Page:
I was flipping through one of those magazines
You know the ones
With the makeup ads
And perfume ads
And Handbag ads
And High heeled shoe ads
Just for you
The ones with the articles
How to lose weight
Lose belly fat
Sculpt your thighs
Sculpt your arms
Tighten those abs
Make that butt tight and firm
Those articles about
How to please your man
How to have more sex
How to have satisfying sex
How to declutter your home
How to organize your life
That kind of magazine
That follows the weight loss article
And the sculpt your body
into a fat burning machine
With the recipe for a 10000 calorie dessert
And the five minute meal
That takes three hours prep
And 100 dollars of ingredients
But you’ll be fine
Using their budget tips
I picked up that magazine,
I flipped through
I admired those thin women
With the leather coats
And the hair that flows in the wind
The one where you can smell her perfume
The one that runs in heels and never falls
Looking at them, the perfect make up
The happy homemaker
The husband pleaser
With the decluttered kitchen
And the picture perfect comfy house
Being born a woman
How did I fail so badly?
They showed me how
It’s so simple
They told me so
I just have to read
Follow simple instructions
Bat my phony eyelashes
Buy the right kitchen organizer
Use the correct perfume
Take care of my man sexually
And all will be perfect
I will grow the perfect boobs
Sculpt the perfect ass
I will the don the perfect haircut
And I will be able to run
In expensive spiked heels
With matching bag
And fly away coat
Truth is it never worked
I just can’t quite master that image
Who would have thought being a woman
Was so hard to become
Considering I was born one.
At a party recently, a bunch of old guys – artists, tinkerers and generally handy dudes of a certain age – were reminiscing about high school shop class.
They found it amazing that forty and fifty years ago it was not considered unusual for a bunch of silly-assed, overly amped kids to be dealing with hands-on fooling around using massive, old, industrial-strength power tools.
In fact, they agreed, shop class was the go-to class for all the worker-dude guys who were not academically inclined.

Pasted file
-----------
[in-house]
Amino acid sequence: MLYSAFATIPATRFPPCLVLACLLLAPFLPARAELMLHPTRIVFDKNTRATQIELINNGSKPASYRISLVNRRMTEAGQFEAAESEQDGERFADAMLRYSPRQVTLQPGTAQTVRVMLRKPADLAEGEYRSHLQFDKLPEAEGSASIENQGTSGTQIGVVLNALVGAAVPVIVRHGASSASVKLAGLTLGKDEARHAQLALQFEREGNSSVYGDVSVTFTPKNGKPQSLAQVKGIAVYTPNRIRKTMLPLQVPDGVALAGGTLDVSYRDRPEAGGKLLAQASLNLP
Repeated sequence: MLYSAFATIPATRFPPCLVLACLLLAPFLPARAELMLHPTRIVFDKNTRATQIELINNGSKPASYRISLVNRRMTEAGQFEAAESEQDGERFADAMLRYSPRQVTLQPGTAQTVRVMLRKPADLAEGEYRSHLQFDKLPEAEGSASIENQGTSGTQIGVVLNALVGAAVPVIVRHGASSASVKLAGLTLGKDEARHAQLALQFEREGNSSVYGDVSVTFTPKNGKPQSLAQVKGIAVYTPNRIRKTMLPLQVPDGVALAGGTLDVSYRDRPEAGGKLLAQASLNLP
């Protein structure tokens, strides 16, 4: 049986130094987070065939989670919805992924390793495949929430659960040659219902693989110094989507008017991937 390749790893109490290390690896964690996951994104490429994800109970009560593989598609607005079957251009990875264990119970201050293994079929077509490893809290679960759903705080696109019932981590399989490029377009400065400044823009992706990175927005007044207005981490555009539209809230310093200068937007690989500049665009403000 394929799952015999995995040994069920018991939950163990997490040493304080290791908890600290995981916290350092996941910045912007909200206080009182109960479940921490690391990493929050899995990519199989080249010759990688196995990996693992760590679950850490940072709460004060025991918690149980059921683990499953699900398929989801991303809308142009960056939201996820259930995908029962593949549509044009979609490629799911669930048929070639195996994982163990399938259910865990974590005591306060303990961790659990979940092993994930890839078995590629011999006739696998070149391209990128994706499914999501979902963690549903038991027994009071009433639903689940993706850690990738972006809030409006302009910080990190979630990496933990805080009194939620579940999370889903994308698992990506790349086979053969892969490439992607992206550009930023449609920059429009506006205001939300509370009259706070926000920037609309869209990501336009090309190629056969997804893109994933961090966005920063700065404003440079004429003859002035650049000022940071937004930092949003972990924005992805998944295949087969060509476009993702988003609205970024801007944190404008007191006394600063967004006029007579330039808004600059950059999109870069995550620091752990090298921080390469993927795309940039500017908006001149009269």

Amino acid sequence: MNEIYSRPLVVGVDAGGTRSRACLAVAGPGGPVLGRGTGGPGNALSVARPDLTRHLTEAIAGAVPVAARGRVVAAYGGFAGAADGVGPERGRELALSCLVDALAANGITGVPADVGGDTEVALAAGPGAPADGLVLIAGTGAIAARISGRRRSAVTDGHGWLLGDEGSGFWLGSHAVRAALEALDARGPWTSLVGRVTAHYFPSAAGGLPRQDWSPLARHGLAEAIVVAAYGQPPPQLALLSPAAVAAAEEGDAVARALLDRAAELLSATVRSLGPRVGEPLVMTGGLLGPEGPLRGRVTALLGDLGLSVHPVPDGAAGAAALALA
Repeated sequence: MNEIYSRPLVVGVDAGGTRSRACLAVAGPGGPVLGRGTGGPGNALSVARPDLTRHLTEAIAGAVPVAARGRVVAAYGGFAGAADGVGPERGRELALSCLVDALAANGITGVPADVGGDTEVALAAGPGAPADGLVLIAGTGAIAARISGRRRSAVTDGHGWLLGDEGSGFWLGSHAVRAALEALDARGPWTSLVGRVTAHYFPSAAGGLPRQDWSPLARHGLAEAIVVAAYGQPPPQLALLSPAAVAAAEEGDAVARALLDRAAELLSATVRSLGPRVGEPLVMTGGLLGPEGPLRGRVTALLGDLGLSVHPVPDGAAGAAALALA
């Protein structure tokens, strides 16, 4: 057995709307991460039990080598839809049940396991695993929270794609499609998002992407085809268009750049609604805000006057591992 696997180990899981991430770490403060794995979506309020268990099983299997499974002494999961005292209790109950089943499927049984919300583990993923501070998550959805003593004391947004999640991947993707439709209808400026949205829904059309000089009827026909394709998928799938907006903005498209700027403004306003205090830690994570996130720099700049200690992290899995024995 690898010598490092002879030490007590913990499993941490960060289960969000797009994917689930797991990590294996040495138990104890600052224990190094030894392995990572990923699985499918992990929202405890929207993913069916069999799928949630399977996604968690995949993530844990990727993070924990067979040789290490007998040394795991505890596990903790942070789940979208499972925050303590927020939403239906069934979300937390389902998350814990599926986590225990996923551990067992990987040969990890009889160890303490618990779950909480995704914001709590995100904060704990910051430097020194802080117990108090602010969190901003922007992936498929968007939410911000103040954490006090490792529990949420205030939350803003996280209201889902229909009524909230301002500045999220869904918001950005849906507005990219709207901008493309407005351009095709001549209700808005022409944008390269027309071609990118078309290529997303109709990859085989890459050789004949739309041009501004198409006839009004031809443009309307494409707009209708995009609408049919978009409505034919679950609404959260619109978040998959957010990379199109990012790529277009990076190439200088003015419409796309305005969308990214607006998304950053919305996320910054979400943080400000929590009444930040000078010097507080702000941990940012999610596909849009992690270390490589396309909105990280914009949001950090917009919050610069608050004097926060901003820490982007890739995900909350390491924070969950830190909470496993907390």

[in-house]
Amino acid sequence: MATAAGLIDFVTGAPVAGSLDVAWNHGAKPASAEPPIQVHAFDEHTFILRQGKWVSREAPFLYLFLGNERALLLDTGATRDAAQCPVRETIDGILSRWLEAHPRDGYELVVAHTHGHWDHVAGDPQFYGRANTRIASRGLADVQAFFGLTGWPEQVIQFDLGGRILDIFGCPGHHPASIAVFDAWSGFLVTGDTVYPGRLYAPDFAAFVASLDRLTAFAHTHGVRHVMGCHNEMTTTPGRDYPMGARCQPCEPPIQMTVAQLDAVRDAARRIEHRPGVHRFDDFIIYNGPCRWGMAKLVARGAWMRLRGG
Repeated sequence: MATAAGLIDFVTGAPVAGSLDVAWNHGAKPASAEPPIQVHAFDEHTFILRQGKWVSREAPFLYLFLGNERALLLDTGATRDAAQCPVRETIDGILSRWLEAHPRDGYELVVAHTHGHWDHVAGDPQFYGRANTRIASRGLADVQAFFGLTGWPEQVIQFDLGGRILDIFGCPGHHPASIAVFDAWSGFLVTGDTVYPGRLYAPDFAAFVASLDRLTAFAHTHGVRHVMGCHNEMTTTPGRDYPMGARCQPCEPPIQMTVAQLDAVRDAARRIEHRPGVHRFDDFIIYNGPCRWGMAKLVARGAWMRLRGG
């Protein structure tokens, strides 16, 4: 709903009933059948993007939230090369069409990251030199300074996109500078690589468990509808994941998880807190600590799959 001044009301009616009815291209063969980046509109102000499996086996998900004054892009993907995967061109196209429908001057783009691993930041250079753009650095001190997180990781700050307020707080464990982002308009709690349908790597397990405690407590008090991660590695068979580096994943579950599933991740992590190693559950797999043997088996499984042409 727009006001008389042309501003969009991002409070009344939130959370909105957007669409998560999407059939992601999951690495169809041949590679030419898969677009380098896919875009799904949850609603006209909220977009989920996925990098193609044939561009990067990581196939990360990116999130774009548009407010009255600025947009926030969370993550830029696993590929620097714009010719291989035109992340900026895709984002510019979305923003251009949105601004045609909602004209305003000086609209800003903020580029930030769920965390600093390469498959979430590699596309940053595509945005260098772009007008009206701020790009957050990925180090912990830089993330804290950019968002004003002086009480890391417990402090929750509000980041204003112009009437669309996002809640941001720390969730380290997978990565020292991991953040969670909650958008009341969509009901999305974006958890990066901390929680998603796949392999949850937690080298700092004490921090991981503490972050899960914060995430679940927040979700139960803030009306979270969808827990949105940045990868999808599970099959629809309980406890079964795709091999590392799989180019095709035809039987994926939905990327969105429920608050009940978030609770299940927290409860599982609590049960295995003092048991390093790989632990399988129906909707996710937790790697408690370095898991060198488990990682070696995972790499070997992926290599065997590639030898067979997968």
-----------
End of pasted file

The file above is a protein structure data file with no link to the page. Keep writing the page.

All those assorted spinning wheels, sharp cutting edges, power cords, burning and smoking things, flying sparks, mounds of debris and such were a natural part of the shop class landscape.
Every one of the guys remembered that their shop teacher was missing at least a couple of fingers. Every one of them remembered the safety lectures.
Mostly, though, they remembered how shop class got them fascinated with the joy of Making Something. Collectively they mourned the passing of this rite of passage.
Those old dudes were sounding “Taps” too early, it seems. The joy of Making has taken the world by storm again. It’s even got its own Movement now. Do-It-Yourself lives!
This “Maker Movement” is a convergence of traditional artisans, computer hackers, independent inventors, designers, tinkerers and other (often manic) crafty sorts who toil away in their cluttered workrooms and closet-offices making cool stuff that sometimes solve everyday problems, big and small, and sometimes is just for fun.
The first stirrings of the Movement in 2005 was spurred on by the vision and enthusiasm of the editors of Make: magazine, a publication that was born out of founder Dale Dougherty’s conviction that Making is a very good thing to do.
Before the magazine was a year old, it had become a nexus and a gathering place for a tech-influenced, grassroots, DIY community that spread and sprawled out like a kudzu vine. The magazine dubbed them “Makers.”
“I think the magic of [the magazine] was simply that we connected a lot of different groups that were making things but saw themselves as doing something separate,” Dougherty has said.
According to him, the artisans and artists saw themselves as different than the people who do robotics or electronics. There was a sense of disconnection among all of these creative folks. A knitter, a musician and a guy who builds a drone might not be able to feel like they belong to the same tribe, for example.